The Mobile Forests (1992-2015), 1997
The “Forbidden Forest” 1967-2003
I first went searching for the mysterious “Grandfather Forest” back in 1991, as I worked on my solo show, Nature Morte, which dealt with the dialectic of nature versus culture.
The Grandfather Forest having easily been located on the maps, I was driven on a cold morning winter across muddy fields, far from built areas, by a high rank employee from the Jewish National Fund. Soon upon our arrival near the Forest, soldiers in an army car told us that we could not drive further on: the Forest had become a closed military area. I left the site, disappointed not to have found the memorial stone.
Over the years this forest became a riddle for me. My parents had never been informed of the destiny of the forest and many questions kept coming to my mind: when exactly did it become a closed military area? Was the site chosen before the trees had grown, or was it chosen after the trees had grown high enough to hide its secret? The small picture I had found in the archives of the Jewish National Fund (JNF) showed my parents as a young couple back in 1967, posing next to a memorial stone with no trees around it. Thirty years later, I did see tall trees behind the wall inscribed with the names of the donors. Was it the same place? My parents did not recall the location of the forest and since 1967 they had never gone back to look for it.
The “Forbidden Forest” was to metamorphosed itself into many “Mobile Forests” originating with ‘Nature Morte’, the greenhouse created inside the Bograshov gallery back in 1992 where for the first time I relocated a replica of the original memorial stone which I had never seen in the now “Forbidden Forest”. Later in 1997 for ‘The Relocation’ I asked the JNF people to put up a new replica of the memorial stone outside the ‘Forbidden Forest’, allocating myself a plot of land which was not originally part of the designed area. In 2000, still intrigued by the forest, I search aerial archives and found a large white stain covering the ‘Grandfather Forest’, the latter was the result of military censorship, a powerful ready-made erasure. Going through the archives I found many such white stains covering the whole country which led to my photo installation entitled ‘White Land’ which was first exhibited at the Artists’ House in Jerusalem in 2001. I exhibited the two diptych photo installation usually with young trees and the Littman memorial stone, enhancing the private side of national security annexation. The Memorial Stone without any trees was exhibited in a group show at the MUKHA in Antwerp while the new ‘Mobile Forests’ were exhibited at the Museum of Art in Ein Harod (IL) and at The JCCs Gershman Y Gallery in Philadelphia (US) in 2002.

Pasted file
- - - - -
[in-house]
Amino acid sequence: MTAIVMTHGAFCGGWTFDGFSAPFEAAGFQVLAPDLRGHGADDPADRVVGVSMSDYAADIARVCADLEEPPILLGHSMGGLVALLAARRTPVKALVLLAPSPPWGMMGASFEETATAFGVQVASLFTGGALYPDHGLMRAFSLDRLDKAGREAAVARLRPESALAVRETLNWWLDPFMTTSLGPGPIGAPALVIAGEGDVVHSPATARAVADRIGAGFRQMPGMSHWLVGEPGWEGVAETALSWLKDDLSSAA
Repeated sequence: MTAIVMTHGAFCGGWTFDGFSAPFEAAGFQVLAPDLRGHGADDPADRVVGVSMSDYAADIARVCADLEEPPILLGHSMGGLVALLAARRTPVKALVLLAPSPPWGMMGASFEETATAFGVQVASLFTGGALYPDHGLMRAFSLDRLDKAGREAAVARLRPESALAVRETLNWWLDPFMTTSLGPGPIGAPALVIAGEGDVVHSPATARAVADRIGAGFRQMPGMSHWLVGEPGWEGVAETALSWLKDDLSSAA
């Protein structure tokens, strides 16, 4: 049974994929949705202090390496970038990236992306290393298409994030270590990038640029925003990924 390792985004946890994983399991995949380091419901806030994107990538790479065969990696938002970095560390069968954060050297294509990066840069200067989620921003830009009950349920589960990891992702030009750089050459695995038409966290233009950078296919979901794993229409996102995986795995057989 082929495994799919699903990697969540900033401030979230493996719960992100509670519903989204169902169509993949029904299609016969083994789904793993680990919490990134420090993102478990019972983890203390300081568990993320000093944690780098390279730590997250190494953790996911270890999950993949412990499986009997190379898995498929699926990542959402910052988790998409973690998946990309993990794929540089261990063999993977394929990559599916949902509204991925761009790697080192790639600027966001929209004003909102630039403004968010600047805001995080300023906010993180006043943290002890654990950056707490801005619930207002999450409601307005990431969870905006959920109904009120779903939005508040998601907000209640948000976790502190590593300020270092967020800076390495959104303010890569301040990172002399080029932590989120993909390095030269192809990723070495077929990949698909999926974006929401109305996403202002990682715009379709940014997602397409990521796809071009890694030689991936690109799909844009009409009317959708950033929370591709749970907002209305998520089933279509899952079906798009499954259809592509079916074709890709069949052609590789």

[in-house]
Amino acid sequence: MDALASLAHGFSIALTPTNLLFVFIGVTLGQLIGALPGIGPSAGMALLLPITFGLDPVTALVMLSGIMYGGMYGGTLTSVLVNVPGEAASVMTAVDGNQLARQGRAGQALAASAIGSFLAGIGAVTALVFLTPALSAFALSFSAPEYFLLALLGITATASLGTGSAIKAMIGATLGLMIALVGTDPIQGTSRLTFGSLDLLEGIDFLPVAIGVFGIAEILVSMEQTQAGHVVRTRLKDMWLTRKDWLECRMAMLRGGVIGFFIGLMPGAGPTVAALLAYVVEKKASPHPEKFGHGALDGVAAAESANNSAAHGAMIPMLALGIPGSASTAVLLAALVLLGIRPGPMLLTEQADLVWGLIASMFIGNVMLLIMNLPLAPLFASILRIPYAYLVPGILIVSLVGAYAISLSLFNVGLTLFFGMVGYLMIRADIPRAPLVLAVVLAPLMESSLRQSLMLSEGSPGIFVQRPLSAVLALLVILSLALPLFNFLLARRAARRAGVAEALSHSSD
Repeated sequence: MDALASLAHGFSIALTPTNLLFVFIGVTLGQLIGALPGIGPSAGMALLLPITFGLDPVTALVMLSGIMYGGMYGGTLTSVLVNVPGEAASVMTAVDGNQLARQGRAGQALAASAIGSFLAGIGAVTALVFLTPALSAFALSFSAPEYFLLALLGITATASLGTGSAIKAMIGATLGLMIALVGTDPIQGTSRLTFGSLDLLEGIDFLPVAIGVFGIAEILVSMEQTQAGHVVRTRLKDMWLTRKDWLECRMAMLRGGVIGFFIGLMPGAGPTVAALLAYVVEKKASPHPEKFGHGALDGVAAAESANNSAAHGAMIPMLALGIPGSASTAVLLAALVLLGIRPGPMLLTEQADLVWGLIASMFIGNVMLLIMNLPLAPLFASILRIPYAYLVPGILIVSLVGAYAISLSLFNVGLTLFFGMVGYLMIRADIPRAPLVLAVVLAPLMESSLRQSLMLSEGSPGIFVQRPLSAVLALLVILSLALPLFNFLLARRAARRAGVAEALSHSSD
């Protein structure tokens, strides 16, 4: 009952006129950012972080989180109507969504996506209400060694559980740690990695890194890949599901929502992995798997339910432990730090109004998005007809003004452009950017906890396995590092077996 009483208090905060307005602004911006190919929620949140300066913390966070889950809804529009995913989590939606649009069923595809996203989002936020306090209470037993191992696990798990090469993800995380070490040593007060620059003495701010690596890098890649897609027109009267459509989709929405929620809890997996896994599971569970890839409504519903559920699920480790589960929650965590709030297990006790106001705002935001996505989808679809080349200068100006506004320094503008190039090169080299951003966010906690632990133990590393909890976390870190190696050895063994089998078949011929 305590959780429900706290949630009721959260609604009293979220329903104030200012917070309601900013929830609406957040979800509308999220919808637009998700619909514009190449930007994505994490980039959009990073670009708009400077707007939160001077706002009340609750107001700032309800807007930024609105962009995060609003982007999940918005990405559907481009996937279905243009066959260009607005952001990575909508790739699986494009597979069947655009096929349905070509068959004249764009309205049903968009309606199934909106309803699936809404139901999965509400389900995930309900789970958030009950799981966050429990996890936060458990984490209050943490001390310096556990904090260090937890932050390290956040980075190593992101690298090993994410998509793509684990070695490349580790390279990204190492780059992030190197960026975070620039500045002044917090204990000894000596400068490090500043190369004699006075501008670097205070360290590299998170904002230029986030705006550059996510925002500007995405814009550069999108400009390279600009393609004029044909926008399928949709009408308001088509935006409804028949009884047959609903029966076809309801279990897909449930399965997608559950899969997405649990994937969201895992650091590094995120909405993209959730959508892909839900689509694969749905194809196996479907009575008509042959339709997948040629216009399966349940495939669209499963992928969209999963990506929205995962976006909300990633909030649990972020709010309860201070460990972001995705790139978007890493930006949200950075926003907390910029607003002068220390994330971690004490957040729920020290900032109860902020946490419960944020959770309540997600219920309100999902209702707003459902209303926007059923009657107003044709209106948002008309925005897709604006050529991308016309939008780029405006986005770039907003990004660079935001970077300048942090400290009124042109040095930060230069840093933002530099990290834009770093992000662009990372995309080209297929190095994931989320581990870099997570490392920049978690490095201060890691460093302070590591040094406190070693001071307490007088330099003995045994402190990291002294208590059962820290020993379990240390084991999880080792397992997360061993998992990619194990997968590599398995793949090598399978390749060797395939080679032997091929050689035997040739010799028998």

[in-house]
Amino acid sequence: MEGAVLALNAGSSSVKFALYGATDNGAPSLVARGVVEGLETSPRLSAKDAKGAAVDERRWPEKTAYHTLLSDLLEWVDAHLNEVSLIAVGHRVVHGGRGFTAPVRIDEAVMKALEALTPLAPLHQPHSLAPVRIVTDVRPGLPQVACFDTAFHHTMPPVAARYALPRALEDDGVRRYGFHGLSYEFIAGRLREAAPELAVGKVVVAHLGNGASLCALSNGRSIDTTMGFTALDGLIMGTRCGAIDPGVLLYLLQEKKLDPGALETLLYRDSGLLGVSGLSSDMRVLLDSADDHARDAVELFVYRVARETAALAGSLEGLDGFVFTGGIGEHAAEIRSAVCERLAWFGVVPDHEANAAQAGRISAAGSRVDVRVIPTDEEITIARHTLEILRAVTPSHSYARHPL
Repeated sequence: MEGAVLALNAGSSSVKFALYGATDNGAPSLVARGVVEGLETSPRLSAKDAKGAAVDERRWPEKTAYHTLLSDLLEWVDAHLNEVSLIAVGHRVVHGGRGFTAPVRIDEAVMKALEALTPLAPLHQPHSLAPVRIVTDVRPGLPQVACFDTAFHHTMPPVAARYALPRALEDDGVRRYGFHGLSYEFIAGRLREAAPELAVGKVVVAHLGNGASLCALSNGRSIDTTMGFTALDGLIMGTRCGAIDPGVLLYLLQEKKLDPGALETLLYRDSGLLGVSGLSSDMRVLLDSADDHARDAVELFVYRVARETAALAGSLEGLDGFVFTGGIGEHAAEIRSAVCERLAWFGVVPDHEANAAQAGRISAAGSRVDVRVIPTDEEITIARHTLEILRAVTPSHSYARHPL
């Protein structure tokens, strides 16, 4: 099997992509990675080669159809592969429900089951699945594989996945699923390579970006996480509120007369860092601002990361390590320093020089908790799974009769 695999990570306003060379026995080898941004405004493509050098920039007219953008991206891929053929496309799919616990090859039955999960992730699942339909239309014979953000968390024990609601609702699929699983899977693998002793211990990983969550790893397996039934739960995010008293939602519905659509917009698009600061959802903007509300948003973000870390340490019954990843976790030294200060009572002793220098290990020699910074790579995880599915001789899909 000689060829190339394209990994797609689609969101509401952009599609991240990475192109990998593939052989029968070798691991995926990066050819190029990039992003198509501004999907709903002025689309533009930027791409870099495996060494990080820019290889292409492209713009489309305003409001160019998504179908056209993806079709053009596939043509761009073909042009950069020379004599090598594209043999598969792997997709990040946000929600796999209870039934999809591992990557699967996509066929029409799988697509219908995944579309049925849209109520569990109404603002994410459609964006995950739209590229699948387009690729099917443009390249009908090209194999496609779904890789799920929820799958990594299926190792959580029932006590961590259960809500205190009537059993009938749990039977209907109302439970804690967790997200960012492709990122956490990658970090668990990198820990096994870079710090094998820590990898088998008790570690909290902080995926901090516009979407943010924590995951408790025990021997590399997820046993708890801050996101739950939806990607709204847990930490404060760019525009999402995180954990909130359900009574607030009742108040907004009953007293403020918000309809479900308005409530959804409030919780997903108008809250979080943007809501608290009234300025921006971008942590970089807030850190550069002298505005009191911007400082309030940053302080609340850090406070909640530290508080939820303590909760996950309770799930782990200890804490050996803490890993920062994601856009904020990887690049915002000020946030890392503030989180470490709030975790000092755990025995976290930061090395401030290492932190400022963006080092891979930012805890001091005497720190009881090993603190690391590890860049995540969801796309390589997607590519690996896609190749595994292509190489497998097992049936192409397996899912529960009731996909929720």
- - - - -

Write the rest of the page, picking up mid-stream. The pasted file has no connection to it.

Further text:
Ultimately in November 2003, maybe as a result of my art ‘actions’, the Jewish National Fund inaugurated the Rededication of the ‘Littman Forest Outlook’ in memory of Joseph and Evelyn Littman in the British Park of Bet Shemesh, and also in memory of the ‘invisible’ 20’000 trees of the original Forbidden Forest. Together with my parent I attended the ceremony for this new recreational area where the public would now be able to enjoy nature in a naive pastoral atmosphere free of any simulative aims as originally intended by my family back in 1967.